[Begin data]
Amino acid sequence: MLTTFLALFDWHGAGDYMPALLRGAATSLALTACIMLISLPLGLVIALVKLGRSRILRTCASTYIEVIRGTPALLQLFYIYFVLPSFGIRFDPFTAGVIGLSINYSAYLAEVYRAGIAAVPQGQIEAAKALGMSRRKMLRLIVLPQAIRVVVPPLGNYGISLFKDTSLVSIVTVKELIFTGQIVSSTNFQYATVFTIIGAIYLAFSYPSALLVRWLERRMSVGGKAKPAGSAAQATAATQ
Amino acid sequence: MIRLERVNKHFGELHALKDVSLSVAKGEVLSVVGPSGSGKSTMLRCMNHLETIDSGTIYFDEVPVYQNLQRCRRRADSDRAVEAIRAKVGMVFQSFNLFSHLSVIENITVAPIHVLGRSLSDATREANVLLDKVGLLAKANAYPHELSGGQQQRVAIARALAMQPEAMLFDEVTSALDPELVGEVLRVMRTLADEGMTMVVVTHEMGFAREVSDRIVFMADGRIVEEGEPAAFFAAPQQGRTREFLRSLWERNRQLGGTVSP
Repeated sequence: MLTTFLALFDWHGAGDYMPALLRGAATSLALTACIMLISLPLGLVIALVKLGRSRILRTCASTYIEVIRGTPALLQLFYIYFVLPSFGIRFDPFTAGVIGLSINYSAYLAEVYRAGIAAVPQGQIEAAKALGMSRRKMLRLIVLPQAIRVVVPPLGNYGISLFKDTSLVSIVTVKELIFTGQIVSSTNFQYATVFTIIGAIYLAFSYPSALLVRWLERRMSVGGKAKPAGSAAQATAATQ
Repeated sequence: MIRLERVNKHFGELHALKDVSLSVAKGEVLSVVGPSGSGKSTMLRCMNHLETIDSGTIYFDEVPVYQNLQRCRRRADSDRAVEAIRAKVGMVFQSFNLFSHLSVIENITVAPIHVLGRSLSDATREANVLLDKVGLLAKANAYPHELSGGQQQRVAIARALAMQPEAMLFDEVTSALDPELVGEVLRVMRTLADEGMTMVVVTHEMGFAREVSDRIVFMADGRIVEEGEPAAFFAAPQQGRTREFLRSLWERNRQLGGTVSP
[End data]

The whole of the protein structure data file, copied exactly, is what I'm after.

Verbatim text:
Amino acid sequence: MLTTFLALFDWHGAGDYMPALLRGAATSLALTACIMLISLPLGLVIALVKLGRSRILRTCASTYIEVIRGTPALLQLFYIYFVLPSFGIRFDPFTAGVIGLSINYSAYLAEVYRAGIAAVPQGQIEAAKALGMSRRKMLRLIVLPQAIRVVVPPLGNYGISLFKDTSLVSIVTVKELIFTGQIVSSTNFQYATVFTIIGAIYLAFSYPSALLVRWLERRMSVGGKAKPAGSAAQATAATQ
Amino acid sequence: MIRLERVNKHFGELHALKDVSLSVAKGEVLSVVGPSGSGKSTMLRCMNHLETIDSGTIYFDEVPVYQNLQRCRRRADSDRAVEAIRAKVGMVFQSFNLFSHLSVIENITVAPIHVLGRSLSDATREANVLLDKVGLLAKANAYPHELSGGQQQRVAIARALAMQPEAMLFDEVTSALDPELVGEVLRVMRTLADEGMTMVVVTHEMGFAREVSDRIVFMADGRIVEEGEPAAFFAAPQQGRTREFLRSLWERNRQLGGTVSP
Repeated sequence: MLTTFLALFDWHGAGDYMPALLRGAATSLALTACIMLISLPLGLVIALVKLGRSRILRTCASTYIEVIRGTPALLQLFYIYFVLPSFGIRFDPFTAGVIGLSINYSAYLAEVYRAGIAAVPQGQIEAAKALGMSRRKMLRLIVLPQAIRVVVPPLGNYGISLFKDTSLVSIVTVKELIFTGQIVSSTNFQYATVFTIIGAIYLAFSYPSALLVRWLERRMSVGGKAKPAGSAAQATAATQ
Repeated sequence: MIRLERVNKHFGELHALKDVSLSVAKGEVLSVVGPSGSGKSTMLRCMNHLETIDSGTIYFDEVPVYQNLQRCRRRADSDRAVEAIRAKVGMVFQSFNLFSHLSVIENITVAPIHVLGRSLSDATREANVLLDKVGLLAKANAYPHELSGGQQQRVAIARALAMQPEAMLFDEVTSALDPELVGEVLRVMRTLADEGMTMVVVTHEMGFAREVSDRIVFMADGRIVEEGEPAAFFAAPQQGRTREFLRSLWERNRQLGGTVSP